hen was the last time you stepped into a local pharmacy? By local I don’t just mean the closest. I’m talking about a home grown, community-oriented, “mom and pop” pharmacy. Today they’re few and far between, with “mega pharmacies” like CVS, Rite Aid, and Walgreens opening in more locations all the time. But in a similar vein to our January post on Baltimore’s growing market for smaller, more accessible restaurant/dry goods stores, city residents would also embrace a pharmacy that caters to the community instead of a national brand it operates under.
In addition to sprouting new locations on a regular basis, these national brands are buying up the little guys simultaneously. Two of JBL Real Estate’s listings, 801 W 36th Street in Hampden and 8500 Harford Road in Parkville, were previous locations for locally-owned Burke’s Pharmacy, recently acquired by Rite Aid.
Urban retail is lacking the true local pharmacy, where service is unmistakably better and the person behind the counter isn’t a gum-chewing, ipod-listening college student with an attitude. And having your pharmacy nestled nearby among your other local stops is what living in the city is all about.
Big-name pharmacies have their place in modern-day America (try any major thoroughfare). But maybe we’d rather go to a pharmacy…some other place.
or some, a 75-minute commute to work and back sounds like a scenario to avoid at all costs, even to the possible detriment of their careers. For others, it’s just another Monday. Google Maps clocks the route between the heart of each city at just over an hour. But you can double that should there be an accident, bad weather, construction, or just plain old rush hour.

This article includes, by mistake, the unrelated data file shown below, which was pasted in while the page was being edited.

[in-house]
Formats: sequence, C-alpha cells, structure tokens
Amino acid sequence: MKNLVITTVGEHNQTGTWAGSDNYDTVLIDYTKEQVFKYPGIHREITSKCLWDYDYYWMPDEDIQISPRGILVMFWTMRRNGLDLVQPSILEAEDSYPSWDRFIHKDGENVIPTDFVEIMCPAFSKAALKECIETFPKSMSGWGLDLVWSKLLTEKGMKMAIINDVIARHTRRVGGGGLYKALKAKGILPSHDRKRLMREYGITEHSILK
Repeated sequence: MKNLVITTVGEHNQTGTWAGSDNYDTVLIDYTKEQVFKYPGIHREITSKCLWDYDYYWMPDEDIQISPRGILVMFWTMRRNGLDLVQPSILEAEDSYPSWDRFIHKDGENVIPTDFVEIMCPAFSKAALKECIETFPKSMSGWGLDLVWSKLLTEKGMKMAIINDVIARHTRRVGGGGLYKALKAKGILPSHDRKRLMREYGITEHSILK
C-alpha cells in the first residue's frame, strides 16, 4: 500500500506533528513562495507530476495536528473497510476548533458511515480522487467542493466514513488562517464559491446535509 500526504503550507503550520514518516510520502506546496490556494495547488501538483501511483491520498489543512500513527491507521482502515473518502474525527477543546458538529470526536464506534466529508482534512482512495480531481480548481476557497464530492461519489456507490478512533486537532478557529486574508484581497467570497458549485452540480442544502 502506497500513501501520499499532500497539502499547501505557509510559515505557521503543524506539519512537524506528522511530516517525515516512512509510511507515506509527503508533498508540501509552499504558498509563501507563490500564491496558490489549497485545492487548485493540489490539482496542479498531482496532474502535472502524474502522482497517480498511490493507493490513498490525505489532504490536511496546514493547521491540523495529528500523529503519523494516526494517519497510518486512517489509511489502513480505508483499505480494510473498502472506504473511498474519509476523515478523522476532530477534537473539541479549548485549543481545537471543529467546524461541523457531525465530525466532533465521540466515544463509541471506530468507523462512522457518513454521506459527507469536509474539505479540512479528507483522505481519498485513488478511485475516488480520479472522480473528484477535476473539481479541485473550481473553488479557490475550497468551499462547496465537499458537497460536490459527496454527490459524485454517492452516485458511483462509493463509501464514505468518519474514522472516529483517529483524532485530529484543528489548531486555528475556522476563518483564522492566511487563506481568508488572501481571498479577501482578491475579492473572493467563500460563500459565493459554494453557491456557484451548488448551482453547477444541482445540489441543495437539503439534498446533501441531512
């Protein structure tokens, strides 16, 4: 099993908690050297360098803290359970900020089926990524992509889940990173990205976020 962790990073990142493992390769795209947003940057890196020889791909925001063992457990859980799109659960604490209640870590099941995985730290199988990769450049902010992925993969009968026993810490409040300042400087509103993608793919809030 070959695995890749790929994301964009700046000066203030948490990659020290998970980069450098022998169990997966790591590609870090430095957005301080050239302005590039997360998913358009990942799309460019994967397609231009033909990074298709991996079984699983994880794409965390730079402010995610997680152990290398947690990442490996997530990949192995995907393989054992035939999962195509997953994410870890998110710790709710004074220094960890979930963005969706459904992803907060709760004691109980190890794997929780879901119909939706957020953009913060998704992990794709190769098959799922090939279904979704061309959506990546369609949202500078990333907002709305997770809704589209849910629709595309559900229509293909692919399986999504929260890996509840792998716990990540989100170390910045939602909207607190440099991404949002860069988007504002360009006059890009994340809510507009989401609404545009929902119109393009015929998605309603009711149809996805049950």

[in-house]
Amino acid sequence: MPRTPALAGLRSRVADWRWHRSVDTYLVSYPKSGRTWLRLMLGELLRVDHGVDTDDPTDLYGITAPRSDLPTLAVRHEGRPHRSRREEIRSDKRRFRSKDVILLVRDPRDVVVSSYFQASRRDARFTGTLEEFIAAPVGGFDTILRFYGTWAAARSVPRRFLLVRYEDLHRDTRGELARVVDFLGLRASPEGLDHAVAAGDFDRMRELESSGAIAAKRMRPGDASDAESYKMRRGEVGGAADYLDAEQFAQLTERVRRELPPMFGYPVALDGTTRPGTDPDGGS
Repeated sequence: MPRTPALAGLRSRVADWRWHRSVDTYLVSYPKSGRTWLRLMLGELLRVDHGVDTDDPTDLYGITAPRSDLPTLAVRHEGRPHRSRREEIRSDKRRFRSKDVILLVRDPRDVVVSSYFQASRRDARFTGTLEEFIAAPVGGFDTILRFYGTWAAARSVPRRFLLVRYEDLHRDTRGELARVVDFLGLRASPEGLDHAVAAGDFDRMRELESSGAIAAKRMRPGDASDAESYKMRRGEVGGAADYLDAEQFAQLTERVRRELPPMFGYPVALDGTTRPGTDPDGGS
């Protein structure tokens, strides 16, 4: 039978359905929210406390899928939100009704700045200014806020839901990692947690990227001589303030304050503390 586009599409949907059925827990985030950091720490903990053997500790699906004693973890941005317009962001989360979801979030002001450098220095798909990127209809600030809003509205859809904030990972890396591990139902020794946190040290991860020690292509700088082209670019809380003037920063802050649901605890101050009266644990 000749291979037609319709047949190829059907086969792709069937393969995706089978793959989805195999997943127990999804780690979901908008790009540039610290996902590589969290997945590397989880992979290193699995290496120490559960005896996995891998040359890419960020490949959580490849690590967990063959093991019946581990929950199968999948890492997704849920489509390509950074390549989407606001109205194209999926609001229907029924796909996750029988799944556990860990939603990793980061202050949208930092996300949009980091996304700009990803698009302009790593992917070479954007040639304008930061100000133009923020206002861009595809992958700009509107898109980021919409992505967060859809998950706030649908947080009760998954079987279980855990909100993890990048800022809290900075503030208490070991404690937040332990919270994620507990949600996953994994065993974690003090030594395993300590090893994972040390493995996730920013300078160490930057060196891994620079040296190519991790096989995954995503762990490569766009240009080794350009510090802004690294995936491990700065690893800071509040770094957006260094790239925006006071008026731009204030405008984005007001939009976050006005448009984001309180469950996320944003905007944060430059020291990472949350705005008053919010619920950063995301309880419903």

Today’s gas prices alone might deter one from driving themselves an hour or more for their job. Then again, Baltimore residents may save enough with cheaper housing over DC housing to make up for the loss. You’ll find more in that crowd than those that travel from DC to Baltimore for work (of which I am one).
There’s also the option of public transportation for those who’d like to read, sleep, or work on the go, or just happen to be more “green”-minded. The MARC Train is the most popular service…not as fast as Amtrak but cheaper.
Whatever your commute, whatever the distance, hopefully we all make the best of it. Happy traveling.
t has to be a curious process: determining the market value of a historic landmark. Assuming Baltimore’s Board of Estimates approves the contract today, that’s just what the Department of General Services will pay appraisal firm Westholm & Associates to do. For $46,500, the Annapolis-based company will analyze 15 city landmarks deemed “underutilized” by City Hall.
The city is hoping that leasing or selling the buildings will earn them revenue they’re not seeing now, with offices as a potential use for developers. Preservationists are of course worried that such transactions could jeopardize the state and status of such landmarks. But the city hopes that historic tax credits would encourage developers to protect the sites that now sit vacant, uncared for, and in some cases even vandalized.
Sites include (click to enlarge):
Thomas Stosur, Baltimore’s director of planning, previously stated, “I don’t know that every single one of them is officially a designated landmark.” Determining such bears much importance on the matter, as only those that are would be protected under laws governing historic properties. It was announced today that 12 of the 15 are in fact protected by historic landmark designation.
Whatever the turnout, a result that sees these landmarks put to better use for their communities, while also ensuring their continued protection, has my vote.